Whenever supplier terms are longer than customer terms, a petroleum company gains free cash flow. Only a few savvy marketers, however, are taking full advantage of this concept.   To see what is possible let’s look at an example.   Here are the facts:

  • Wholesale marketer.
  • Serves mainly contract and open dealers.
  • Supplier terms – net 10 days.
  • Dealer terms – EFT 7 days.
  • Sales volume – $80,000 per day.

In this scenario, the wholesaler has three days of free cash flow, which equals $240,000. Investing this amount at a mere 5% interest rate nets this marketer $12,000 per year in extra interest.

Now, we used a 10-day supplier in this example, but consider that many jobbers still enjoy 20-day fuel terms. Using this same scenario, the jobber gets 13 days of free “float” which translates to $1,040,000, which invested at 5% produces $52,000 per year. If the jobber uses that same cash to pay down an existing loan or bank line, the savings is closer to $100,000 annually!

With such larger dollars at stake, why don’t more jobbers take full advantage of this free cash? Well, most say that they will lose business if they shorten terms. This was the reason we heard at Meridian from two jobbers in a rural town out West that were still offering 45-day fuel terms! Their grandfathers set those 45-day terms at a time when they had 60-day terms from their suppliers!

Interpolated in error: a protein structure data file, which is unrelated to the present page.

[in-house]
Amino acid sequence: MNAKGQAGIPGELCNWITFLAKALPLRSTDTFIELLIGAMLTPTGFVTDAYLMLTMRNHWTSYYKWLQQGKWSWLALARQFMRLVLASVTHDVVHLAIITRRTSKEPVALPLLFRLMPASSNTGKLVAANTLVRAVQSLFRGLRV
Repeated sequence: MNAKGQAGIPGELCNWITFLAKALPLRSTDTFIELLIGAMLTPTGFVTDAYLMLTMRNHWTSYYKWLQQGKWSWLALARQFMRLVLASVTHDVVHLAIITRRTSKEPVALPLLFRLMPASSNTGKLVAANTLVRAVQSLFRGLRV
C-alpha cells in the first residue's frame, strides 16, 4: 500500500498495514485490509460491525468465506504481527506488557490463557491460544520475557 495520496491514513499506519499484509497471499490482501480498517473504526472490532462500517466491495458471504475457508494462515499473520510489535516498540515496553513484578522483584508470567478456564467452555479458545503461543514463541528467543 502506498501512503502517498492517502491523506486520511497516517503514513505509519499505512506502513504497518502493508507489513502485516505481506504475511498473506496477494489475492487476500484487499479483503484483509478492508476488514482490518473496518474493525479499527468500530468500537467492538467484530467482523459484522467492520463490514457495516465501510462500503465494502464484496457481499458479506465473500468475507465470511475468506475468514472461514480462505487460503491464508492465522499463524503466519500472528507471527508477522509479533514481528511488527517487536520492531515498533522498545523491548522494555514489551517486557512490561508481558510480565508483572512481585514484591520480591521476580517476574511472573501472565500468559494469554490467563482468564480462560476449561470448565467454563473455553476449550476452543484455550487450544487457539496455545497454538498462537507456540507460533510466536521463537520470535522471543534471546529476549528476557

Too many jobbers operate out of fear, with outdated, long customer terms, substantially hurting cash flow and profitability. While supplier terms have shortened considerably, they have not moved their customer terms and then wonder why they aren’t as profitable as they used to be. Slim profits aren’t always solely attributable to decreasing gross margins. Often we have to look at our own policies and practices to see if they have kept pace with the times. And most jobbers who have shortened terms have not lost customers!

The next time you have a price or terms supplier change, use that change as rationale for your customers as to why you must change your terms. It’s much easier to say, “Our supplier, XYZ, has just changed . . . and therefore we must change our terms to you – our loyal customers” than to say we just decided today to change our terms because we felt like it!

How short can you go? You’ll have to make that judgment, but we’re seeing many large jobbers go to load-to-load terms on large dealers, all done through EFT. On a 300,000-gallon station, this means a daily EFT draft. Look at it this way; once the dealer has sold the fuel, they have the cash. If they don’t pay you, they are using your cash.

On C&I accounts, most marketers are at 10 days, but the large marketers seem to be moving to 7 days. The majority of marketers are also requiring EFT payment terms on all new accounts and still working at getting old accounts transitioned. Don’t get left behind, or out of extra free cash and profits!

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